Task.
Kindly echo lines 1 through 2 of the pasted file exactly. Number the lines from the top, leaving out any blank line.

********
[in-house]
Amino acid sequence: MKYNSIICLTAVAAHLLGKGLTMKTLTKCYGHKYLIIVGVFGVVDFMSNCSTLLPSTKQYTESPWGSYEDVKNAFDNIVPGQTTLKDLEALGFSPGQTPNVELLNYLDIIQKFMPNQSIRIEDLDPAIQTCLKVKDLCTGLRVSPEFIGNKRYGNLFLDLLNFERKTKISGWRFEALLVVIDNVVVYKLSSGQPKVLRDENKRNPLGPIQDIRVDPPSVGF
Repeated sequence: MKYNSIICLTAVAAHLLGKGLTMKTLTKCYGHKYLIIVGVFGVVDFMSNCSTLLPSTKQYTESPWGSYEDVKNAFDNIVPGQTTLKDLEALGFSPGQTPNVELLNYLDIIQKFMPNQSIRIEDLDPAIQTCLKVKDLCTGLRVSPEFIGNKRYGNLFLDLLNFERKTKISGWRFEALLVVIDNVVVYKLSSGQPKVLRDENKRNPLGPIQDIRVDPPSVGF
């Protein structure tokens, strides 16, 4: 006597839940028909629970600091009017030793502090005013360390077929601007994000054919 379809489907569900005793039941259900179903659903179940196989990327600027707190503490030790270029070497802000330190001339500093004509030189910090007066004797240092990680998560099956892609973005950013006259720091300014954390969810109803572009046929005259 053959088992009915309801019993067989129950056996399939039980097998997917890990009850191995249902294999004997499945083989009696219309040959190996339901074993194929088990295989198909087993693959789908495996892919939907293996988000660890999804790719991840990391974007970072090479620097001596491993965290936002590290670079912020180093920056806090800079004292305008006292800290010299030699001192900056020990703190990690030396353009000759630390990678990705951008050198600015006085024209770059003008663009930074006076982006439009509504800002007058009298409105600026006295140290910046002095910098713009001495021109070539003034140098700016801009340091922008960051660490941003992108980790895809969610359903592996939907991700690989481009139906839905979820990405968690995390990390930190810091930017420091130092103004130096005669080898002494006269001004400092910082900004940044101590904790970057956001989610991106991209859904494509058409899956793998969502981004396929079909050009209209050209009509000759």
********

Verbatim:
[in-house]
Amino acid sequence: MKYNSIICLTAVAAHLLGKGLTMKTLTKCYGHKYLIIVGVFGVVDFMSNCSTLLPSTKQYTESPWGSYEDVKNAFDNIVPGQTTLKDLEALGFSPGQTPNVELLNYLDIIQKFMPNQSIRIEDLDPAIQTCLKVKDLCTGLRVSPEFIGNKRYGNLFLDLLNFERKTKISGWRFEALLVVIDNVVVYKLSSGQPKVLRDENKRNPLGPIQDIRVDPPSVGF